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Album Review

The "Canterbury" musical style is uniquely wedded to a time and place — late-'60s to mid-'70s England for the most part — and so groups from other times and places that may be influenced by the Canterbury sound are usually described in just that way: "Canterbury-influenced" rather than real Canterbury. Well, with the arrival of 4th by the Italian quartet D.F.A., maybe it's time to consider that real Canterbury music can be played anytime, anyplace. For this album nails the most adventurous aspects of the Canterbury sound — particularly that of Canterbury supergroup Hatfield and the North circa 1975's The Rotters' Club — so completely and expertly that it's nearly impossible to view the album as a mere tribute or knockoff. And not a ripoff, either — 4th is too fabulous to describe with such a pejorative. On the lengthy instrumentals here (and instrumentals dominate), keyboardist Alberto Bonomi, guitarist Silvio Minella, drummer Alberto De Grandis, and bassist Luca Baldassari unite in melodic statements that are knotty and angular enough to hold surprises for the listener while never sacrificing flow and momentum. The musicians plunge into intricate long-form compositions, such as the opening 14-plus-minute "Baltasaurus," that twist and turn and keep the changeups coming one after the other. With a solo burst here, a unison line there, counterpoint snippets, thematic reiterations, and dynamic advances and retreats, this is music to get lost in for anyone so inclined, and is also utterly absent aimless noodling or a lack of direction, thanks to so much of it being so thoroughly composed.

Bonomi alternately recalls Dave Stewart on the Fender Rhodes, Alan Gowen on synths, and — to cite a more current reference — the muscular yet nimble Hammond voicings of Tomohiro Ueno from Japan's Pochakaite Malko, while also interjecting some lovely, spacy Jimmy Hastings-style flute here and there. Meanwhile, Minella is clearly enamored of Phil Miller's sustained guitar tone, and drummer De Grandis (also principal composer throughout) and Baldassari form a powerful, tight yet fluid rhythm section. This music is not designed for the typical youthful listener of early-21st century post-grunge indie/alternative rock, and those constitutionally disinclined to "prog rock" would no doubt find something not to like here. Truth be told, one does wonder why so many proggers, D.F.A. included, seem enamored of words like "Dreaming melody/Rising from the sea/You dive/And float my soul to the sky." But in the case of 4th the vocals really are few and far between, and De Grandis' singing of the aforementioned lyrics on "The Mirror" is soon replaced by some of his jazzy wordless harmony vocals later in the track. Also consider the engaging vocals delivered by the trio of female singers from the Sardinian world-folk group Andhira on the closing ballad "La Ballata de S'Isposa 'e Mannorri," which recalls a real tragedy in the island's past. In this context, the three singers sound a bit like the Northettes mixed with the timbral qualities of a late-'70s/early-'80s Mike Oldfield vocal chant. As on the intro to "Mosoq Runa" midway through the album, cellist Zoltan Szabo and violinist/violist Maria Vicentini add a chamberesque quality to "La Ballata"'s conclusion, which ends the disc on a beautifully understated note. On balance, then, 4th's shortcomings seem so slight that one is inclined to greet the album with unabashed enthusiasm. For anyone waiting well past 30 years for a worthy successor to The Rotters' Club, here it is.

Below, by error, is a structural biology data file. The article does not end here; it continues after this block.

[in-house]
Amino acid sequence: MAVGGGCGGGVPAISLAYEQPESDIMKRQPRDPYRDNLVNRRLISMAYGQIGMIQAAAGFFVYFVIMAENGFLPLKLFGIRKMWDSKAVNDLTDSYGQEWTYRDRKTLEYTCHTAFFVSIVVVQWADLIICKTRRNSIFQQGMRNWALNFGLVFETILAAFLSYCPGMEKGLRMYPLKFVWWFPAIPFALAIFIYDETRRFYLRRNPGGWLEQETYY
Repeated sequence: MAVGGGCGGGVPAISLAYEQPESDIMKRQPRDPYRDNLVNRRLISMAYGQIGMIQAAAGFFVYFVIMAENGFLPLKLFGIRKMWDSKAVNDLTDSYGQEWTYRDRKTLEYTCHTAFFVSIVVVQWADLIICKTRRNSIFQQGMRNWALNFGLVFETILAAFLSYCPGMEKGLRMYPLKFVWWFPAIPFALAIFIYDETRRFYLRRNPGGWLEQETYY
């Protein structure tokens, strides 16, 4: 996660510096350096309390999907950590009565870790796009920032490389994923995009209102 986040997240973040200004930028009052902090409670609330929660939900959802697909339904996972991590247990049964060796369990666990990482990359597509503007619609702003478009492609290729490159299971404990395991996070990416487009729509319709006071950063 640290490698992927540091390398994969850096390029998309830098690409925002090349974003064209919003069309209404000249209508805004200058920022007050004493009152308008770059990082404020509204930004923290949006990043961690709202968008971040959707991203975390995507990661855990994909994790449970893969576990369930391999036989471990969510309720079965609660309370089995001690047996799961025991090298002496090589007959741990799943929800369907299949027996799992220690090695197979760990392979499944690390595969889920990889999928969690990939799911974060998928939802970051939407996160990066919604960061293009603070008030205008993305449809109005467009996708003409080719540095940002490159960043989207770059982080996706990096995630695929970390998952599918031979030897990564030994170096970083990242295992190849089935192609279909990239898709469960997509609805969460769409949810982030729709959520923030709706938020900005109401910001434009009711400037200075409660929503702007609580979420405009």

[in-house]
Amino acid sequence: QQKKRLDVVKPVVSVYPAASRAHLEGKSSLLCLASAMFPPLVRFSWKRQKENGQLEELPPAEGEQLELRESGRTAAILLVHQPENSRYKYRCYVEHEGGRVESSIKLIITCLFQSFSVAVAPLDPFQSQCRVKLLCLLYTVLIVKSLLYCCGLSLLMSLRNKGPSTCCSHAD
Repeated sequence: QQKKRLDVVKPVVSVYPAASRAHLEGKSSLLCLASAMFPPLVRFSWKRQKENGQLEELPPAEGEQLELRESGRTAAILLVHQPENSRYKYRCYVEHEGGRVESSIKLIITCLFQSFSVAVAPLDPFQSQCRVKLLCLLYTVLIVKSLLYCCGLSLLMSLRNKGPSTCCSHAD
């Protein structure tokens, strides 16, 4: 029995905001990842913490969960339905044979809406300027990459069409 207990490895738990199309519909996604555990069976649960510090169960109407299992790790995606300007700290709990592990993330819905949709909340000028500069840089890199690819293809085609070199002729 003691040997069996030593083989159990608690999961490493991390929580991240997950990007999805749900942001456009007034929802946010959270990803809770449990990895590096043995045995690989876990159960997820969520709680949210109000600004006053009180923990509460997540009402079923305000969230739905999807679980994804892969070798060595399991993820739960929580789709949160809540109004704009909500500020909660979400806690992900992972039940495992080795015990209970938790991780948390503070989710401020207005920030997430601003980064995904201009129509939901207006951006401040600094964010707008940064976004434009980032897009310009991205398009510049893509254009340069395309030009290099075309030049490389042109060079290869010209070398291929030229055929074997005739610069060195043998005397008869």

Formed: 1991

Genre: Rock

Years Active: '90s, '00s

The music of Italian progressive rock band D.F.A. became increasingly complex in the years following the group's formation. While their early repertoire, composed by drummer/vocalist Alberto DeGrandis, inspired comparisons to British space rock bands, including Gentle Giant and Pink Floyd, their later material was enlivened by polyrhythms, cascading chord progressions, and jazz influences. Formed in Verona, Italy as a trio featuring DeGrandis, bassist Luca Baldassari, and keyboard player Roberto...
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4Th, D.F.A.
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